Cockney rhyming slang to be third official language at London Olympics

'wiff-waff' apparently rhyming slang for 'another four years as Mayor'

At a press conference held today in London’s St Mary-le-Bow church, the home of the famous Bow bells that define cockney identity, it was announced that rhyming slang would be granted official language status alongside English and French at the 2012 Olympics.

Accompanied by a peal of bells and flanked by local schoolchildren dressed as chimney sweeps, Boris Johnson and Lord Coe, the London 2012 Chairman, entered proceedings resplendent in the traditional costume of the pearly king. Following a rendition of ‘Knees Up Mother Brown’ performed by cockney celebrities including Ray Winstone, Alan Sugar and Danny Dyer, the Mayor and Games Chief went on to explain the decision as a ‘clear demonstration of our understanding and commitment to building a local legacy for the sporting showcase’.

‘The inclusion of rhyming slang forms a key part of the celebration of the local culture. It will add a real sense of fun to proceedings with local marshals offering directions and answering queries in their finest cockney,’ explained Lord Coe. ‘OK, the more fluent guides may hinder more than help at times, but you never know its origins as a means for residents to communicate freely without interlopers understanding might come in handy if Olympic officials and other VIPs need to be on their toes to Steve Cram [scram] down the Sally [Gunnell — Blackwall Tunnel] in the event of a suspected Roger [Black — terrorist attack].’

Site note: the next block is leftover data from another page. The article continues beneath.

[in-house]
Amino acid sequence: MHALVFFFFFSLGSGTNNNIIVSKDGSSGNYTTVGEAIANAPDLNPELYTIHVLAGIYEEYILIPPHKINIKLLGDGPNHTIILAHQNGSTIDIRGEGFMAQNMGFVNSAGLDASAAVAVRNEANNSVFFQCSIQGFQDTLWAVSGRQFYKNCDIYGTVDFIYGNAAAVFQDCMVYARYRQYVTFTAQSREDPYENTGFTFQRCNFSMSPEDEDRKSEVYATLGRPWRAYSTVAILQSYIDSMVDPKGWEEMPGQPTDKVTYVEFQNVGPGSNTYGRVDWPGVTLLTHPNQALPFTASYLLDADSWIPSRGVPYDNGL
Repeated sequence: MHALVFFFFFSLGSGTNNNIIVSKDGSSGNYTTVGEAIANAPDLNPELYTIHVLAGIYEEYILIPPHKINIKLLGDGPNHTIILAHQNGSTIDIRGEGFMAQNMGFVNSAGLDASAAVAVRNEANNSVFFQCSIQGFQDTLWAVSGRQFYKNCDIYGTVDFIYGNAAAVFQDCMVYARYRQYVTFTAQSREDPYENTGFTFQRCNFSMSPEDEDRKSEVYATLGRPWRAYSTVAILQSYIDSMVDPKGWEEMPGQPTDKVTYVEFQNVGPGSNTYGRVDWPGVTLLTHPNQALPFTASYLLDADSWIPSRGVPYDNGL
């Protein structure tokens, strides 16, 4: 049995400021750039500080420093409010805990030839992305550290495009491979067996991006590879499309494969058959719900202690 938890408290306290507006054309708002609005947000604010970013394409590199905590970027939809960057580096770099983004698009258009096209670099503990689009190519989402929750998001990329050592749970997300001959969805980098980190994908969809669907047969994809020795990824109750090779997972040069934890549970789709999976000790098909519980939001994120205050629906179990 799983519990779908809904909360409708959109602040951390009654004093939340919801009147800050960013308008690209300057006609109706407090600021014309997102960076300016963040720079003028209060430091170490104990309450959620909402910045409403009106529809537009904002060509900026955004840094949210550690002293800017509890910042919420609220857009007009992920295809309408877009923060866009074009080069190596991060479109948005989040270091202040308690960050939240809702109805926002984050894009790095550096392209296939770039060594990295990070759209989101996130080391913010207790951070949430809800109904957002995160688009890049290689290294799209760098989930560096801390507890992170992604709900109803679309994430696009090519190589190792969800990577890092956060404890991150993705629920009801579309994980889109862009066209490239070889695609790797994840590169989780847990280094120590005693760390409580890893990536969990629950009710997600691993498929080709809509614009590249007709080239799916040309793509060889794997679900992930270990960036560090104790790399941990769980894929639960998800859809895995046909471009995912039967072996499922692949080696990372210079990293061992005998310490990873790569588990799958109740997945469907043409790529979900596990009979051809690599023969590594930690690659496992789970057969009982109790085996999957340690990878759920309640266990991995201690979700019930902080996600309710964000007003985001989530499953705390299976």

Boris Johnson then took to the podium doing the Lambeth walk before welcoming the press. ‘Gor blimey Guvnors. How you doing me old dog and bones? You won’t apples and pears your Brahms and Liszt. No, that’s not right. Umm, hang on. Mince pies, plates of meat? Trouble and strife, I know that one. I should be better at this shouldn’t I?’ said the mayor.

‘Anyway, the point is this is another triumph for London,’ concluded Johnson, ‘And I’m sure these Games will turn out to be as pony as everyone is hoping. Pony does mean great as in pony and freight, right?’

OllieP with hat-tip to John Wiltshire

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Posted: Feb 28th, 2011 by

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